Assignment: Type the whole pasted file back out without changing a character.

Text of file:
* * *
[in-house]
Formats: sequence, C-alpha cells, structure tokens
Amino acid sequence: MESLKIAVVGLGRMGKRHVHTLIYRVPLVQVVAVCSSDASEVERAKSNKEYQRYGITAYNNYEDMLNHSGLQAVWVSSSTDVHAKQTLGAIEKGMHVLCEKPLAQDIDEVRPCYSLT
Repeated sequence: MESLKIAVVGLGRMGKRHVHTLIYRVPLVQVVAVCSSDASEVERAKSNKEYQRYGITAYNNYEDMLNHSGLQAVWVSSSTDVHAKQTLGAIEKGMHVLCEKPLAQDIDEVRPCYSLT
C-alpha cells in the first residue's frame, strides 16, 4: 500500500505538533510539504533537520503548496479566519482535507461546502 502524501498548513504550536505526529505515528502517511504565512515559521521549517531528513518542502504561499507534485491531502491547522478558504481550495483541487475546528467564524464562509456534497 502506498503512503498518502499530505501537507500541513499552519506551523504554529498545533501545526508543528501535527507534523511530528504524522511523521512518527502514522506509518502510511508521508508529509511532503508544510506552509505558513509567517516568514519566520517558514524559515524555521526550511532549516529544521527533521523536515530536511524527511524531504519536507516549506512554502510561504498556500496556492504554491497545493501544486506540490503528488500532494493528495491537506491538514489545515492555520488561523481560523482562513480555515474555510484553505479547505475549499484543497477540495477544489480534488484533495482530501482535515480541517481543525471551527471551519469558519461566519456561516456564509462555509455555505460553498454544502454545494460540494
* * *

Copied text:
[in-house]
Formats: sequence, C-alpha cells, structure tokens
Amino acid sequence: MESLKIAVVGLGRMGKRHVHTLIYRVPLVQVVAVCSSDASEVERAKSNKEYQRYGITAYNNYEDMLNHSGLQAVWVSSSTDVHAKQTLGAIEKGMHVLCEKPLAQDIDEVRPCYSLT
Repeated sequence: MESLKIAVVGLGRMGKRHVHTLIYRVPLVQVVAVCSSDASEVERAKSNKEYQRYGITAYNNYEDMLNHSGLQAVWVSSSTDVHAKQTLGAIEKGMHVLCEKPLAQDIDEVRPCYSLT
C-alpha cells in the first residue's frame, strides 16, 4: 500500500505538533510539504533537520503548496479566519482535507461546502 502524501498548513504550536505526529505515528502517511504565512515559521521549517531528513518542502504561499507534485491531502491547522478558504481550495483541487475546528467564524464562509456534497 502506498503512503498518502499530505501537507500541513499552519506551523504554529498545533501545526508543528501535527507534523511530528504524522511523521512518527502514522506509518502510511508521508508529509511532503508544510506552509505558513509567517516568514519566520517558514524559515524555521526550511532549516529544521527533521523536515530536511524527511524531504519536507516549506512554502510561504498556500496556492504554491497545493501544486506540490503528488500532494493528495491537506491538514489545515492555520488561523481560523482562513480555515474555510484553505479547505475549499484543497477540495477544489480534488484533495482530501482535515480541517481543525471551527471551519469558519461566519456561516456564509462555509455555505460553498454544502454545494460540494